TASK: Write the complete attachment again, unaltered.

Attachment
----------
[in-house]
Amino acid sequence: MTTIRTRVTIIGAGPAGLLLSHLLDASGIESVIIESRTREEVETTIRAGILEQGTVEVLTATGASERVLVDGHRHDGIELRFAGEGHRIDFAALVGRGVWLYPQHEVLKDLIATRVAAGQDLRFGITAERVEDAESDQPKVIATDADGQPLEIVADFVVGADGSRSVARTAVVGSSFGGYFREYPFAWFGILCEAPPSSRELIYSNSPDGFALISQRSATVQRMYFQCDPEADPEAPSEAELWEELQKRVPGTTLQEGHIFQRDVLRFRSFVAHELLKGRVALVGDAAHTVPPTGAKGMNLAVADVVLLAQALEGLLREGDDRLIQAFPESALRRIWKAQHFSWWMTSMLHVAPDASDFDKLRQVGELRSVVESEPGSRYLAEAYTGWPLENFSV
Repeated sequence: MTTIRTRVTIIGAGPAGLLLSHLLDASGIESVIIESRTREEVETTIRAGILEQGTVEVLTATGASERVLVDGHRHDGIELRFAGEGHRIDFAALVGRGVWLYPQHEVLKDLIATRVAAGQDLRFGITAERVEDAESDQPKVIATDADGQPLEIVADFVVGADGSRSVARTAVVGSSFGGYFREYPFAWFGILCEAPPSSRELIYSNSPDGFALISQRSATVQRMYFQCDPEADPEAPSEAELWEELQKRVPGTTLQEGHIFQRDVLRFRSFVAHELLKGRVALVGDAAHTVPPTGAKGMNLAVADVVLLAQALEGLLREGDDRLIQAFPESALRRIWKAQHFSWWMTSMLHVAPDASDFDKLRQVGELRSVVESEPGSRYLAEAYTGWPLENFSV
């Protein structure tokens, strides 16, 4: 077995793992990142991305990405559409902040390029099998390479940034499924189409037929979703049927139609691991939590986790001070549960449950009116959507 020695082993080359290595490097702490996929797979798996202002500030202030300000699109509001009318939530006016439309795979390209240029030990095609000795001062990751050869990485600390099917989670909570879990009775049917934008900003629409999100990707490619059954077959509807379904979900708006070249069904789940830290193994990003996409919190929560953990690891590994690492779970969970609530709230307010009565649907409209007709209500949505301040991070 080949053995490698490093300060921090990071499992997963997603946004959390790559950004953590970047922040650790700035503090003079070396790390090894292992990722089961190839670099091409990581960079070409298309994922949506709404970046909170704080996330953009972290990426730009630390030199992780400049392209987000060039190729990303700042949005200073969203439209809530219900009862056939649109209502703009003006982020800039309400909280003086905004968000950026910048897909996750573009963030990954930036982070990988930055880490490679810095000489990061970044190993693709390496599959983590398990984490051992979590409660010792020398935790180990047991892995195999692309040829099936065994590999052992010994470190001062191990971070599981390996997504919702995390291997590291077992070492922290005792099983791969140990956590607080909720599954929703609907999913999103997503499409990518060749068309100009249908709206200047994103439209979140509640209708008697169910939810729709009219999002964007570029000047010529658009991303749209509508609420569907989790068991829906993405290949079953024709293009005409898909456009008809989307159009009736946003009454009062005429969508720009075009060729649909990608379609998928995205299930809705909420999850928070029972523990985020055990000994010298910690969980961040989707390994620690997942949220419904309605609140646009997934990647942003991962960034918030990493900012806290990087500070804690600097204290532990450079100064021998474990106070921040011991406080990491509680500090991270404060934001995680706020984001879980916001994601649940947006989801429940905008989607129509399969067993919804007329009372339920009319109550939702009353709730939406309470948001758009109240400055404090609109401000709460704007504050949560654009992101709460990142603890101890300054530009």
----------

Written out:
[in-house]
Amino acid sequence: MTTIRTRVTIIGAGPAGLLLSHLLDASGIESVIIESRTREEVETTIRAGILEQGTVEVLTATGASERVLVDGHRHDGIELRFAGEGHRIDFAALVGRGVWLYPQHEVLKDLIATRVAAGQDLRFGITAERVEDAESDQPKVIATDADGQPLEIVADFVVGADGSRSVARTAVVGSSFGGYFREYPFAWFGILCEAPPSSRELIYSNSPDGFALISQRSATVQRMYFQCDPEADPEAPSEAELWEELQKRVPGTTLQEGHIFQRDVLRFRSFVAHELLKGRVALVGDAAHTVPPTGAKGMNLAVADVVLLAQALEGLLREGDDRLIQAFPESALRRIWKAQHFSWWMTSMLHVAPDASDFDKLRQVGELRSVVESEPGSRYLAEAYTGWPLENFSV
Repeated sequence: MTTIRTRVTIIGAGPAGLLLSHLLDASGIESVIIESRTREEVETTIRAGILEQGTVEVLTATGASERVLVDGHRHDGIELRFAGEGHRIDFAALVGRGVWLYPQHEVLKDLIATRVAAGQDLRFGITAERVEDAESDQPKVIATDADGQPLEIVADFVVGADGSRSVARTAVVGSSFGGYFREYPFAWFGILCEAPPSSRELIYSNSPDGFALISQRSATVQRMYFQCDPEADPEAPSEAELWEELQKRVPGTTLQEGHIFQRDVLRFRSFVAHELLKGRVALVGDAAHTVPPTGAKGMNLAVADVVLLAQALEGLLREGDDRLIQAFPESALRRIWKAQHFSWWMTSMLHVAPDASDFDKLRQVGELRSVVESEPGSRYLAEAYTGWPLENFSV
């Protein structure tokens, strides 16, 4: 077995793992990142991305990405559409902040390029099998390479940034499924189409037929979703049927139609691991939590986790001070549960449950009116959507 020695082993080359290595490097702490996929797979798996202002500030202030300000699109509001009318939530006016439309795979390209240029030990095609000795001062990751050869990485600390099917989670909570879990009775049917934008900003629409999100990707490619059954077959509807379904979900708006070249069904789940830290193994990003996409919190929560953990690891590994690492779970969970609530709230307010009565649907409209007709209500949505301040991070 080949053995490698490093300060921090990071499992997963997603946004959390790559950004953590970047922040650790700035503090003079070396790390090894292992990722089961190839670099091409990581960079070409298309994922949506709404970046909170704080996330953009972290990426730009630390030199992780400049392209987000060039190729990303700042949005200073969203439209809530219900009862056939649109209502703009003006982020800039309400909280003086905004968000950026910048897909996750573009963030990954930036982070990988930055880490490679810095000489990061970044190993693709390496599959983590398990984490051992979590409660010792020398935790180990047991892995195999692309040829099936065994590999052992010994470190001062191990971070599981390996997504919702995390291997590291077992070492922290005792099983791969140990956590607080909720599954929703609907999913999103997503499409990518060749068309100009249908709206200047994103439209979140509640209708008697169910939810729709009219999002964007570029000047010529658009991303749209509508609420569907989790068991829906993405290949079953024709293009005409898909456009008809989307159009009736946003009454009062005429969508720009075009060729649909990608379609998928995205299930809705909420999850928070029972523990985020055990000994010298910690969980961040989707390994620690997942949220419904309605609140646009997934990647942003991962960034918030990493900012806290990087500070804690600097204290532990450079100064021998474990106070921040011991406080990491509680500090991270404060934001995680706020984001879980916001994601649940947006989801429940905008989607129509399969067993919804007329009372339920009319109550939702009353709730939406309470948001758009109240400055404090609109401000709460704007504050949560654009992101709460990142603890101890300054530009």